Carl Weissman 20 Kislev, 5721 Grandfather of Jerry Weissman
    Beverly Tatz 26 Kislev, 5776 Mother of Janet Tatz
    Sarah Barrett 30 Kislev, 5728 Grandmother of Nadyne Weissman
    Charlotte Weiss 30 Kislev, 5780 Mother of Laura Weiss

    REQUEST FROM STUDENT RABBI ERIK L. URIARTE, BETH AARON, BILLINGS

    Since August of 2017, I’ve been serving as the student Rabbi for Congregation Beth Aaron and I’ve been a resident of the state since May 2018. I am also currently in my final year of Rabbinic School at Hebrew Union College, the seminary of the Union for Reform Judaism.

    In these last three and a half years of serving this community, I’ve come to meet, and learn a lot about, Jewish communities in Montana. I’ve been fascinated by the rich and amazing history of Judaism in Montana. I’ve been amazed at the tenacity of the Jewish spirit that has held many communities together for decades, and even over a century in some places; all while separated by hundreds of miles from major urban and Jewish centers in the rest of the United States.

    It is with this in mind that I’ve decided that for my final thesis work to fulfill my educational obligations for ordination, that I will be engaging in a study of Jews and Judaism as it stands now in Montana. There have been many demographic studies of Jewish populations in the United States, including rural and historical communities, however, all of these have focused on communities in places like the South or the upper Northeast, where small Jewish populations still have support from larger urban Jewish communities and infrastructure an hour or two away. This is not the case here in Montana.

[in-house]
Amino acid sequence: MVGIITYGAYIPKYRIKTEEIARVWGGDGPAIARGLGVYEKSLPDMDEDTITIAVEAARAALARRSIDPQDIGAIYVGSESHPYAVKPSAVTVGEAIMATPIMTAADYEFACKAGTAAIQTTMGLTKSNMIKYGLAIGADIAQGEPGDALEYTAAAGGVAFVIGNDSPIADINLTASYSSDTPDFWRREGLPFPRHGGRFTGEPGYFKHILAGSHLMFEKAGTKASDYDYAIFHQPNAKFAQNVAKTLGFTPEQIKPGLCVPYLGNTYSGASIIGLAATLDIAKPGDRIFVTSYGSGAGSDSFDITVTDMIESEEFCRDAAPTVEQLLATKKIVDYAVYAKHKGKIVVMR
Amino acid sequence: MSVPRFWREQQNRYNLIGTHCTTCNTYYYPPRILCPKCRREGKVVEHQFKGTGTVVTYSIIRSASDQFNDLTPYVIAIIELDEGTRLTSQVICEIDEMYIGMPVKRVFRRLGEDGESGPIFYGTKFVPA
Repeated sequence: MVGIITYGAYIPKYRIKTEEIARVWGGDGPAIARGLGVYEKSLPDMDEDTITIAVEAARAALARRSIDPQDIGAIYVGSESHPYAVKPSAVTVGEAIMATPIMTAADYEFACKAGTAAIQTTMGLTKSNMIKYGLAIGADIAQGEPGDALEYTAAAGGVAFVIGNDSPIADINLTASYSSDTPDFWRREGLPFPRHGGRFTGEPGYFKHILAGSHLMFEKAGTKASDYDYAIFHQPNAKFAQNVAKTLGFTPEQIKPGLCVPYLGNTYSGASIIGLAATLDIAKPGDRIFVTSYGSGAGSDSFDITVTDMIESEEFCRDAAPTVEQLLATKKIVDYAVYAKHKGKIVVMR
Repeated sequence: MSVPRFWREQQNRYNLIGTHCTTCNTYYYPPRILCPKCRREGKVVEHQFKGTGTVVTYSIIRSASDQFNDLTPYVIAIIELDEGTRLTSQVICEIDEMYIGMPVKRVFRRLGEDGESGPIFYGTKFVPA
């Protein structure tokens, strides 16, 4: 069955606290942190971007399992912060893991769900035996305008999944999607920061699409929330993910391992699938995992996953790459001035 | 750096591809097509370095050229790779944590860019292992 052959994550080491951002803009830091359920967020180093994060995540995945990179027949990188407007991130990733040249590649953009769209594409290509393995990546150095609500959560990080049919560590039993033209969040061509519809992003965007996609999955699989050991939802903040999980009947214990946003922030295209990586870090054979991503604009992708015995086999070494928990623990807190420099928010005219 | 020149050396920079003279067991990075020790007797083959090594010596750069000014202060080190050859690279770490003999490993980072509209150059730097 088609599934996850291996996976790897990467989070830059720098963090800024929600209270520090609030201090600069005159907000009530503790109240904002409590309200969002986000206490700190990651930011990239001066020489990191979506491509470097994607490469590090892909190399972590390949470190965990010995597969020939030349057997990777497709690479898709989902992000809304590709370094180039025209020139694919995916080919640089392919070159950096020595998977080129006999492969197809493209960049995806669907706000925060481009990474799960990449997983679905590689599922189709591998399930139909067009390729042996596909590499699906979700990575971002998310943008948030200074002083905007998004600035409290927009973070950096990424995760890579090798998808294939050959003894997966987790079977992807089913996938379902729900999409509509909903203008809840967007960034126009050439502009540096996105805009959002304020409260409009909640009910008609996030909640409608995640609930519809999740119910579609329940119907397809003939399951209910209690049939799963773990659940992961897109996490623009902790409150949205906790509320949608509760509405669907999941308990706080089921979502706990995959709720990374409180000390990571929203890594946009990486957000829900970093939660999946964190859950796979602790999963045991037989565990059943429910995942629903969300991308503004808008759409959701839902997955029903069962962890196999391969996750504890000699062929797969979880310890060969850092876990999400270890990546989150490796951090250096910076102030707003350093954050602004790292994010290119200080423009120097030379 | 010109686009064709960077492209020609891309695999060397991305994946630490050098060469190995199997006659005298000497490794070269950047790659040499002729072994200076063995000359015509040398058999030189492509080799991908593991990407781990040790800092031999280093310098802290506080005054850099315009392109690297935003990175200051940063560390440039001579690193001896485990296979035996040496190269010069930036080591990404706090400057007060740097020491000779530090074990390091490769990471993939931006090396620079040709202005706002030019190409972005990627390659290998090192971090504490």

I would appreciate it very much if you could take 15-20 minutes to complete this online survey NO LATER THAN NOVEMBER 30th.

    If you have any questions, you may contact me at (406) 413-5367, or by emailing me at uriarte.huc@gmail.com.

    If you are unable to complete the survey online, but would still like to complete it, I am happy to schedule a time to take your answers over the phone if you contact me by phone or email.

    Thank you very much for your time and participation,

    Erik L Uriarte, MAHL
    Student Rabbi and Director of Religious Programming
    Congregation Beth Aaron – Billings, MT
    Cell: (406) 413-5367